Although country pop four-piece Little Big Town have been working in the industry for nearly 19 years now, the group only saw commercial success in the early 2010s, and have since caught the attention of critics, fans and even fellow country artists.  Case in point, Better Man, the lead single from the band’s eighth studio album, The Breaker, was written by pop sensation Taylor Swift and sent to Little Big Town, with the singer-songwriter supposedly choosing to give this song to the group as a result of the harmonies that she thought would work well with their vocal stylings.  Indeed, the sweet harmonies provided by the half-male, half-female band were one of a few distinct features of Little Big Town that put them on the musical map, along with their gentle and accessible approach to country music that displays clear pop sensibilities.  As a result of Swift’s contribution to the album, The Breaker became quite the anticipated release in the contemporary country music world, which was only strengthened by the songwriting features from many of the industry’s most notorious behind-the-scene workers, such as Natalie Hemby, Barry Dean and Lori McKenna, as well as Jay Joyce, who also produced the record.  Without question, The Breaker was going to see increased commercial success for Little Big Town, but how it holds up from a critical perspective is another matter.  The album certainly flaunts many of the staples of the group’s sound that saw them breakout into the mainstream following the release of The Reason Why in 2010, but The Breaker unfortunately doesn’t distinguish itself greatly from the fierce competition in the country pop world, rather much of the record, whilst well-crafted, follows a much more mundane and predictable route than Little Big Town’s previous output.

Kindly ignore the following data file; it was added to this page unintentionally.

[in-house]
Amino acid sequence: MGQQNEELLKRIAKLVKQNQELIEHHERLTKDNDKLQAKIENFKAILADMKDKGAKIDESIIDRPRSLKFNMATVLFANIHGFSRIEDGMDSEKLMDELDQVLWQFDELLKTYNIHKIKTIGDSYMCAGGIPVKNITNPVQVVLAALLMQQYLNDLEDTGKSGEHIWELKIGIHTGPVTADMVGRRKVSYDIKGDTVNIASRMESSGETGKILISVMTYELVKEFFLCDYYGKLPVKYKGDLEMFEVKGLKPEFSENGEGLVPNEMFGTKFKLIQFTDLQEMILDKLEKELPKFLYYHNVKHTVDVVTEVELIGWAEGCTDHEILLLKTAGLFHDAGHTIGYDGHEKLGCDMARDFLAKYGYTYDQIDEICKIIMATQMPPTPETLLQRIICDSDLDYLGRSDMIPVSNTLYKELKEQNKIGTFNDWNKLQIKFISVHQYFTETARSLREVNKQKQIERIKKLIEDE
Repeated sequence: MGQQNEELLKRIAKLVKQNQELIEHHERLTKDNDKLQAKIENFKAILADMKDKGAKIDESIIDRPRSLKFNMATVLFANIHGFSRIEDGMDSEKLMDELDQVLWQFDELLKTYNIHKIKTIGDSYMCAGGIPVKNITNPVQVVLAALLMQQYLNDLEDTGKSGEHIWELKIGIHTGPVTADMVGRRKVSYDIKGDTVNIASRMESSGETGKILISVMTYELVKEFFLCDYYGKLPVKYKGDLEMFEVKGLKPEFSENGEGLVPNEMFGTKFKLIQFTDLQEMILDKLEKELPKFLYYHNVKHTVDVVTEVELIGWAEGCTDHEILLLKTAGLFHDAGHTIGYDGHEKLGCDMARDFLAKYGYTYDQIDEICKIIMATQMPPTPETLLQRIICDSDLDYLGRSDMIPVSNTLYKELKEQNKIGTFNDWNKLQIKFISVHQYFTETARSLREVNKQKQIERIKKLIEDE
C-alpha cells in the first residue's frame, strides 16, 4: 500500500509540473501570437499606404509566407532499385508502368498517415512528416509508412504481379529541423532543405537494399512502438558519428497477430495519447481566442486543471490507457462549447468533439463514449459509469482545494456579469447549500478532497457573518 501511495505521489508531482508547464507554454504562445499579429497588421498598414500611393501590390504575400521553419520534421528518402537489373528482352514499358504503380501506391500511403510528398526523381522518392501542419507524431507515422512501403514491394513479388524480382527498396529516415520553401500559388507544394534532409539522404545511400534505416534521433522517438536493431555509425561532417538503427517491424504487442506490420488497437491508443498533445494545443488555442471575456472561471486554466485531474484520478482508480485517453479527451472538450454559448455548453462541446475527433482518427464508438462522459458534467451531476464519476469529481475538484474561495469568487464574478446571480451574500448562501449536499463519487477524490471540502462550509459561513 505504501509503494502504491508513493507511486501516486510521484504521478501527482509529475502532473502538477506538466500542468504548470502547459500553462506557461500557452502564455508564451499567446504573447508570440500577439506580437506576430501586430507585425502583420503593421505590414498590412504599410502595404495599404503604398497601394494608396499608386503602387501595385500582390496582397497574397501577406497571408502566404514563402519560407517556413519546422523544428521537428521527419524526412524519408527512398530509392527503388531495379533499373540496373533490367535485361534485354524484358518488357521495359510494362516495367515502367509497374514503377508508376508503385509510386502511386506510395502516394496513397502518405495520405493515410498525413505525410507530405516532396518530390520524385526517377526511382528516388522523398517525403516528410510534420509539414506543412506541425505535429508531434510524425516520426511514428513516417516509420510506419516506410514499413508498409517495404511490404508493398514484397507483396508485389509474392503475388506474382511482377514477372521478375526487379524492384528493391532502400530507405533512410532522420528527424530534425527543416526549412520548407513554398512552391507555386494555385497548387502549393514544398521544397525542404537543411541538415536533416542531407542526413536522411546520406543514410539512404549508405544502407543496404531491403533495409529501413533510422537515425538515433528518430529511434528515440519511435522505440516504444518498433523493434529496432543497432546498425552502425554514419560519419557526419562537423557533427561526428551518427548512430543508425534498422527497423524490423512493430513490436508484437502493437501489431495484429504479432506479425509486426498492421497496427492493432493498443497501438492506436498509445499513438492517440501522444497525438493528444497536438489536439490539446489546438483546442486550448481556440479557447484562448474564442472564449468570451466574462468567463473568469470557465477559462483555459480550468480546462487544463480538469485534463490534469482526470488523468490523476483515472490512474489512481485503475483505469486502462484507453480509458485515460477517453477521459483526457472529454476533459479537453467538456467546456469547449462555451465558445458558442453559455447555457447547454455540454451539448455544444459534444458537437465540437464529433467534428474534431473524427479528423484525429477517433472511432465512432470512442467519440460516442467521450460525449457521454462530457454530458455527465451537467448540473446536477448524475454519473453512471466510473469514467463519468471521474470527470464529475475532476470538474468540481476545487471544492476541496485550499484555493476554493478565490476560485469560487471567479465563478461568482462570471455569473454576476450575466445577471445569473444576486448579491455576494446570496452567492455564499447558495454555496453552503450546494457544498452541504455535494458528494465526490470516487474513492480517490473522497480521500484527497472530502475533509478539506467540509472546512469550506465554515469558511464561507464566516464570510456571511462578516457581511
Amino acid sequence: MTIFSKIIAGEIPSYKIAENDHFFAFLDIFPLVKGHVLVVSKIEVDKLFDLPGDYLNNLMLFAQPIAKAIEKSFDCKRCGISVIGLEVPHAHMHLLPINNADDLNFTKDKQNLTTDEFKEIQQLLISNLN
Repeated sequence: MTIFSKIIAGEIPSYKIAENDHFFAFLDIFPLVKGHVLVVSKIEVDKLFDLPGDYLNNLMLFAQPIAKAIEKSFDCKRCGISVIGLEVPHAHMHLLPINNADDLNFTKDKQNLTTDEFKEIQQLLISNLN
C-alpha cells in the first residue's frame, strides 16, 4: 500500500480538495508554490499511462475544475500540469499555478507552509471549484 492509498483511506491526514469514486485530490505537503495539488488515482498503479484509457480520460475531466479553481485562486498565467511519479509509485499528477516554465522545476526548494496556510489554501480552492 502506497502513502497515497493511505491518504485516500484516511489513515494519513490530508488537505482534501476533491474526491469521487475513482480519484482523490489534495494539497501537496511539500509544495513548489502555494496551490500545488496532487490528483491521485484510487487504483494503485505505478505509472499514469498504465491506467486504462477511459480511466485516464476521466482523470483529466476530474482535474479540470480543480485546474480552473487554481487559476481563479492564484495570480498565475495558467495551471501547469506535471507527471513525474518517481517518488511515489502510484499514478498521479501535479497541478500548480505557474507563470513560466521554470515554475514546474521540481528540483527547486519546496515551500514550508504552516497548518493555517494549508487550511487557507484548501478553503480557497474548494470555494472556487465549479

The album’s opener, Happy People, establishes many of the recurring themes across the record.  The simple synthetic drum loop that introduces this cut is indicative of the obvious pop stylings evident on much of The Breaker, whilst the organic instrumentation, featuring a lovely, bright acoustic guitar and some warm organ chords, demonstrates the group’s adroitness when it comes to the bare-bones of contemporary country music.  Happy People is certainly a highlight for me on the record, with the uplifting vocal harmonies during the chorus fittingly reflecting the lyrical message, imploring people to pursue whatever makes them happy, whilst trying to promote the happiness of others in the process.  Whilst corny, such lyrics are very much tailored towards the average country pop music listener, so the positive message that features some Christian undertones can be forgiven for its triteness.  The second song on the album, Night On Our Side, continues the good start that The Breaker gets off to, with the cut boldly opening with some of the band’s powerful harmonies.  Little Big Town have routinely been compared to Fleetwood Mac as a result of their group vocal performances, and Night On Our Side displays the validity of such a comparison as plainly as ever.  That’s not to say that Little Big Town sound exactly like the legendary rock band, as the rich harmonies from the group maintain a much more prominent country twang.  Instrumentally, Night On Our Side is much more rock-orientated that what Little Big Town are used to, with a steady bass and drum groove being accompanied by a soaring guitar line that carries an arena rock vibe to it.  Even the vocal melody over the verse conveys almost no country foundation, rather it’s not until the chorus, when the group harmonies swoop back in and are joined by a picked acoustic guitar, that the band’s country aesthetic becomes apparent again.  Indeed, the front-end of The Breaker makes it obvious that Little Big Town sound much more accomplished when they fall more towards the country side of the country pop genre.